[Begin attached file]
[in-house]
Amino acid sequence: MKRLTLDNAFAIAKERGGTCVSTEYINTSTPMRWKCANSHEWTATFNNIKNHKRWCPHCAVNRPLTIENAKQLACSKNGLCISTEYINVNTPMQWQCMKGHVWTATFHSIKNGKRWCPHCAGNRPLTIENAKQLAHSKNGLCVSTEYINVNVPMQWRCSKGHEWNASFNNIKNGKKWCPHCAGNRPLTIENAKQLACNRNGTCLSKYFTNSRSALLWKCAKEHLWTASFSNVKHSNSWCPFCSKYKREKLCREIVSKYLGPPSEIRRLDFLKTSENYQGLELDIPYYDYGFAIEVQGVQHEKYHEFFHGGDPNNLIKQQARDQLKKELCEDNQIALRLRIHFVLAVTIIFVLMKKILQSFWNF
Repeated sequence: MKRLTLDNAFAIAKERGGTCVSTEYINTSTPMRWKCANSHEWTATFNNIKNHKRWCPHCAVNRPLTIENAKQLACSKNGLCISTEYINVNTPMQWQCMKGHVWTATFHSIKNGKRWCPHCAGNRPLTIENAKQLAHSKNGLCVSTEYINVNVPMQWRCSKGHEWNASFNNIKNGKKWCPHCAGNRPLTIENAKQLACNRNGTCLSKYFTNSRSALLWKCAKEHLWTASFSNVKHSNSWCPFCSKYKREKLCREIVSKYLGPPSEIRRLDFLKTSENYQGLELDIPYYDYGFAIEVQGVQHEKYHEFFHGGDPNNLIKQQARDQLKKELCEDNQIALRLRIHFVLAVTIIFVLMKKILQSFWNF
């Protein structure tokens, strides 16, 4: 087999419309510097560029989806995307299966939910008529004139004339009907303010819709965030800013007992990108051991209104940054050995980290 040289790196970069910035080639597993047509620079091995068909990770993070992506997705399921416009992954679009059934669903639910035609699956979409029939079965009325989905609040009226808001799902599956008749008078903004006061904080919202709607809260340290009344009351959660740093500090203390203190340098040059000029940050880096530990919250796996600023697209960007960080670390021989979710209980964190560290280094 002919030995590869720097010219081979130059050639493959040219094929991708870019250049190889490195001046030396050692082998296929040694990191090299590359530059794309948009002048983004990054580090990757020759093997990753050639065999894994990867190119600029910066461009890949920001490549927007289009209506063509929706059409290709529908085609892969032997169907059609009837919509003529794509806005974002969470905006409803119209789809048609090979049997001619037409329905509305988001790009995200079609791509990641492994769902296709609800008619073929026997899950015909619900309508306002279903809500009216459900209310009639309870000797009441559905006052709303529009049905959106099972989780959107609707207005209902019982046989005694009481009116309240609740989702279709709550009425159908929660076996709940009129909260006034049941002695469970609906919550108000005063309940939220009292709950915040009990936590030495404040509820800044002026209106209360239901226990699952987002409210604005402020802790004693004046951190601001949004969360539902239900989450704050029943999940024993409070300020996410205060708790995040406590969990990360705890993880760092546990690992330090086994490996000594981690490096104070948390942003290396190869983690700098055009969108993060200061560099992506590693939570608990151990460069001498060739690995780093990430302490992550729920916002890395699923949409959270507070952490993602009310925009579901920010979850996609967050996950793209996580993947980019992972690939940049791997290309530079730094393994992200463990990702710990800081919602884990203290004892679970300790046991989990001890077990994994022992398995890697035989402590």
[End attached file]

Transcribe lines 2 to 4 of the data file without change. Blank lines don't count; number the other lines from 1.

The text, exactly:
Amino acid sequence: MKRLTLDNAFAIAKERGGTCVSTEYINTSTPMRWKCANSHEWTATFNNIKNHKRWCPHCAVNRPLTIENAKQLACSKNGLCISTEYINVNTPMQWQCMKGHVWTATFHSIKNGKRWCPHCAGNRPLTIENAKQLAHSKNGLCVSTEYINVNVPMQWRCSKGHEWNASFNNIKNGKKWCPHCAGNRPLTIENAKQLACNRNGTCLSKYFTNSRSALLWKCAKEHLWTASFSNVKHSNSWCPFCSKYKREKLCREIVSKYLGPPSEIRRLDFLKTSENYQGLELDIPYYDYGFAIEVQGVQHEKYHEFFHGGDPNNLIKQQARDQLKKELCEDNQIALRLRIHFVLAVTIIFVLMKKILQSFWNF
Repeated sequence: MKRLTLDNAFAIAKERGGTCVSTEYINTSTPMRWKCANSHEWTATFNNIKNHKRWCPHCAVNRPLTIENAKQLACSKNGLCISTEYINVNTPMQWQCMKGHVWTATFHSIKNGKRWCPHCAGNRPLTIENAKQLAHSKNGLCVSTEYINVNVPMQWRCSKGHEWNASFNNIKNGKKWCPHCAGNRPLTIENAKQLACNRNGTCLSKYFTNSRSALLWKCAKEHLWTASFSNVKHSNSWCPFCSKYKREKLCREIVSKYLGPPSEIRRLDFLKTSENYQGLELDIPYYDYGFAIEVQGVQHEKYHEFFHGGDPNNLIKQQARDQLKKELCEDNQIALRLRIHFVLAVTIIFVLMKKILQSFWNF
């Protein structure tokens, strides 16, 4: 087999419309510097560029989806995307299966939910008529004139004339009907303010819709965030800013007992990108051991209104940054050995980290 040289790196970069910035080639597993047509620079091995068909990770993070992506997705399921416009992954679009059934669903639910035609699956979409029939079965009325989905609040009226808001799902599956008749008078903004006061904080919202709607809260340290009344009351959660740093500090203390203190340098040059000029940050880096530990919250796996600023697209960007960080670390021989979710209980964190560290280094 002919030995590869720097010219081979130059050639493959040219094929991708870019250049190889490195001046030396050692082998296929040694990191090299590359530059794309948009002048983004990054580090990757020759093997990753050639065999894994990867190119600029910066461009890949920001490549927007289009209506063509929706059409290709529908085609892969032997169907059609009837919509003529794509806005974002969470905006409803119209789809048609090979049997001619037409329905509305988001790009995200079609791509990641492994769902296709609800008619073929026997899950015909619900309508306002279903809500009216459900209310009639309870000797009441559905006052709303529009049905959106099972989780959107609707207005209902019982046989005694009481009116309240609740989702279709709550009425159908929660076996709940009129909260006034049941002695469970609906919550108000005063309940939220009292709950915040009990936590030495404040509820800044002026209106209360239901226990699952987002409210604005402020802790004693004046951190601001949004969360539902239900989450704050029943999940024993409070300020996410205060708790995040406590969990990360705890993880760092546990690992330090086994490996000594981690490096104070948390942003290396190869983690700098055009969108993060200061560099992506590693939570608990151990460069001498060739690995780093990430302490992550729920916002890395699923949409959270507070952490993602009310925009579901920010979850996609967050996950793209996580993947980019992972690939940049791997290309530079730094393994992200463990990702710990800081919602884990203290004892679970300790046991989990001890077990994994022992398995890697035989402590």